Moppity mops up the trophies
(Jason & Alecia Brown collecting the Great Australian Shiraz Challenge trophy)
Hilltops winery Moppity Vineyards (tastings) has had an amazing year, raking in wine show awards left, right and centre. To top it off, it won the Great Australian Shiraz Challenge last week, with its 2013 Moppity Vineyards Reserve Shiraz ($70).
The same day this was announced, Moppity’s Estate Cabernet Sauvignon 2013 ($30) won the trophy for best cabernet at the NSW Wine Awards. The winery’s tally for the year so far is nine trophies and 35 gold medals. Not bad for a little producer!
Especially as all the heavy-hitters from around the country entered the shiraz challenge. The Moppity shiraz beat a field of nearly 400 entries from 60 regions. It was the first-ever win by a NSW wine in the competition’s 20-year history: the winner’s list has been dominated by South Australians from the Barossa and McLaren Vale.
Moppity scored three gold medals, all in the top 10 – according to owner Jason Brown – and the two wines in the taste-off for the trophy were both Moppity wines. The runner-up was the 2013 Eclipse Shiraz ($120), and the third gold medallist was the $25, 2013 Lock & Key Reserve Shiraz.
Moppity’s shiraz stable alone has won three trophies and 23 golds this year, including at the Royal Melbourne Wine Awards where, in the 12013 shiraz class, it was runner-up to the S.C. Pannell wine that went on to win the Jimmy Watson Trophy.
The 2013 reds underline what a great vintage 2013 is for the inland NSW regions, from Canberra District around to Hilltops, with a welter of great wines produced, not least by Clonakilla (tastings) and Grove Estate (tastings). “A vintage to go long on,” as the wine merchants might say.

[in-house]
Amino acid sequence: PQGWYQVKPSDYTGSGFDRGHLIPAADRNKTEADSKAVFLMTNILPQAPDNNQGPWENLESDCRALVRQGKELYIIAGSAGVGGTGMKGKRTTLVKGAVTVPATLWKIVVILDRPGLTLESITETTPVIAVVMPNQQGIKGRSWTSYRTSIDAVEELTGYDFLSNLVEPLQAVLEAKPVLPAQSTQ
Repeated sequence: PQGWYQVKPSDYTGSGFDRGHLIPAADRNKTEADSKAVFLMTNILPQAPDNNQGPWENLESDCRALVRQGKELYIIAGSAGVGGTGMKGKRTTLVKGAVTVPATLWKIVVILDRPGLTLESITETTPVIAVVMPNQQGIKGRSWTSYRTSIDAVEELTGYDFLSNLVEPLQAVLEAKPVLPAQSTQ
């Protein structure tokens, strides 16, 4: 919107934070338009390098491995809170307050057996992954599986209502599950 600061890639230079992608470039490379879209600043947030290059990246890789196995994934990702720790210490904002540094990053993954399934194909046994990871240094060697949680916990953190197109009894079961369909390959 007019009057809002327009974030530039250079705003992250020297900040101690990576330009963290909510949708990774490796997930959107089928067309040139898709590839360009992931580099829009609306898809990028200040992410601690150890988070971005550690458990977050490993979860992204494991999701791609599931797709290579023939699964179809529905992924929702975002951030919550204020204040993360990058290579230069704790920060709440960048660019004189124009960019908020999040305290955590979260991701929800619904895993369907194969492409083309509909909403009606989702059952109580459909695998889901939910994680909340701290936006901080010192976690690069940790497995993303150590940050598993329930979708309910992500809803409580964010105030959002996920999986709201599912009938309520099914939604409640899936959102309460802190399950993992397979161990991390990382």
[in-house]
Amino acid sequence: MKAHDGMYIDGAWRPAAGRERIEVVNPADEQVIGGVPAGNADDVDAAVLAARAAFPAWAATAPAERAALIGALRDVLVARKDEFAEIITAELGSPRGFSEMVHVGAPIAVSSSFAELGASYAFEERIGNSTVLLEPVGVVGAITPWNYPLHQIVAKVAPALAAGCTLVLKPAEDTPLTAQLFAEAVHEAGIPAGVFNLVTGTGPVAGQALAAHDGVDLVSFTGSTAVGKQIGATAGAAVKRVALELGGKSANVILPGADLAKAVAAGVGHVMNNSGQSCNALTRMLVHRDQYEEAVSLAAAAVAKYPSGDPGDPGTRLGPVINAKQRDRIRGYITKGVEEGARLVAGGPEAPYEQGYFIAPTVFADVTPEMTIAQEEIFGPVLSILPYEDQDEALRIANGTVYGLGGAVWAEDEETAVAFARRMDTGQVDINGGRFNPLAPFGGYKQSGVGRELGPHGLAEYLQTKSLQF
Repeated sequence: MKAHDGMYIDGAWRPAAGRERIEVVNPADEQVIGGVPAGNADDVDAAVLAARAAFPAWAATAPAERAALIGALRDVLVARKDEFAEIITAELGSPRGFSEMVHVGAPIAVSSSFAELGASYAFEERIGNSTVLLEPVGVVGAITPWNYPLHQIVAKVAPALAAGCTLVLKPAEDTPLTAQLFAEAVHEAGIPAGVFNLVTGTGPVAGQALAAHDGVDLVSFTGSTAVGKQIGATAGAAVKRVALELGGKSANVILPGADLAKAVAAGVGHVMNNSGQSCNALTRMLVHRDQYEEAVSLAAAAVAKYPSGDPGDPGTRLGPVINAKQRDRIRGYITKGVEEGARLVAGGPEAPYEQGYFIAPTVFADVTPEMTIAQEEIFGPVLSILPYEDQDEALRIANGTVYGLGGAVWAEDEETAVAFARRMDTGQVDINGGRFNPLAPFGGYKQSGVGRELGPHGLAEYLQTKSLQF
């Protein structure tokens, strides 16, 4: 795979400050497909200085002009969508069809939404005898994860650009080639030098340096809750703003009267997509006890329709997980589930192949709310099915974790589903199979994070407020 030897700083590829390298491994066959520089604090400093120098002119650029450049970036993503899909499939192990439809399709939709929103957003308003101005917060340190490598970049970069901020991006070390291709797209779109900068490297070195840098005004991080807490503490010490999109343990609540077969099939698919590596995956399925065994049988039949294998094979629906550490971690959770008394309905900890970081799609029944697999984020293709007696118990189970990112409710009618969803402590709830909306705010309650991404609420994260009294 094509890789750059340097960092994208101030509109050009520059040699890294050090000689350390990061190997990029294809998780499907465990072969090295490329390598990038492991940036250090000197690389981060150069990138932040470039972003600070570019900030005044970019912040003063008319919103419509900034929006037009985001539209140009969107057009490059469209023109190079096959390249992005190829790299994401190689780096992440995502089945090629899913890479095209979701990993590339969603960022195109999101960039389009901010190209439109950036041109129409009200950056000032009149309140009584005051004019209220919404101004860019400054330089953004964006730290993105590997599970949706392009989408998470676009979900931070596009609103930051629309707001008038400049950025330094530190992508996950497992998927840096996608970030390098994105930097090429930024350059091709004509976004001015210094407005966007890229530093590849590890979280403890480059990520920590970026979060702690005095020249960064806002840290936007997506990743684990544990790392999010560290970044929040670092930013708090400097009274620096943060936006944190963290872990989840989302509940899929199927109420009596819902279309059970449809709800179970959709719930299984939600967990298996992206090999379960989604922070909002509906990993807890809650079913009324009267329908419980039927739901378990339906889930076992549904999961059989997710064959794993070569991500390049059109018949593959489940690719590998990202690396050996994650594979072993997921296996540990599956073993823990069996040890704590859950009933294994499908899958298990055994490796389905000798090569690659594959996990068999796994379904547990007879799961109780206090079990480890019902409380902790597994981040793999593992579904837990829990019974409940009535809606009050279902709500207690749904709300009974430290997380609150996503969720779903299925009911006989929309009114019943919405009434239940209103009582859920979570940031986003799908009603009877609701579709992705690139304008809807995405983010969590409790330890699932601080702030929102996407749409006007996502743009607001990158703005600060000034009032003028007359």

Read below my Good Living column on Moppity from 2010.
Amid the gloom and glut of the Australian wine scene there are occasional good-news stories. Such as that of Jason and Alecia Brown and their Moppity Vineyards at Young. Moppity was first planted in 1973, a year after Peter Robinson planted the now-famous Barwang – the Hilltops’ first vineyard. Jason Brown (pictured above), whose family owned the Candamber liquor stores in Canberra, and Alecia were Canberra accountants looking for a new challenge when they bought Moppity in December 2004.
With 70 hectares of vines, it is a substantial vineyard. The Moppity brand was virtually non-existent, so the Browns were faced with building its profile – a herculean task in a flooded market and depressed industry. They’d inherited contracts with Hardys, but then along came a cowboy called Martin Cooper.
Cooper was being groomed as McWilliams’ next chief winemaker when he abruptly departed and went to the former Hardys Kamberra winery to start a new venture, Cooper Coffman. Cooper, as winemaker, made extravagant promises to growers in the Tumbarumba and Hilltops regions to buy vast quantities of 2008 fruit at grand prices – including 95% of Moppity’s crop. This all fell in a heap and Cooper Coffman, with oceans of wine in its tanks, went into receivership and Cooper disappeared.
The upshot was that the Browns had only received one-third of their grape payment before the firm went into receivership. The wine in tank was good, and eventually, in mid 2009, the Browns made a do-or-die decision.
Jason Brown takes up the story: “Cooper Coffman owed us a small fortune. The wines were all still in tank and the receivers were hopeful of selling them on the bulk market so that we might eventually be paid. Enter the GFC and the bulk-wine market collapsed; 12 months on, still no money; wine still in tank, and Moppity Vineyards now drifting closer to insolvency as a result."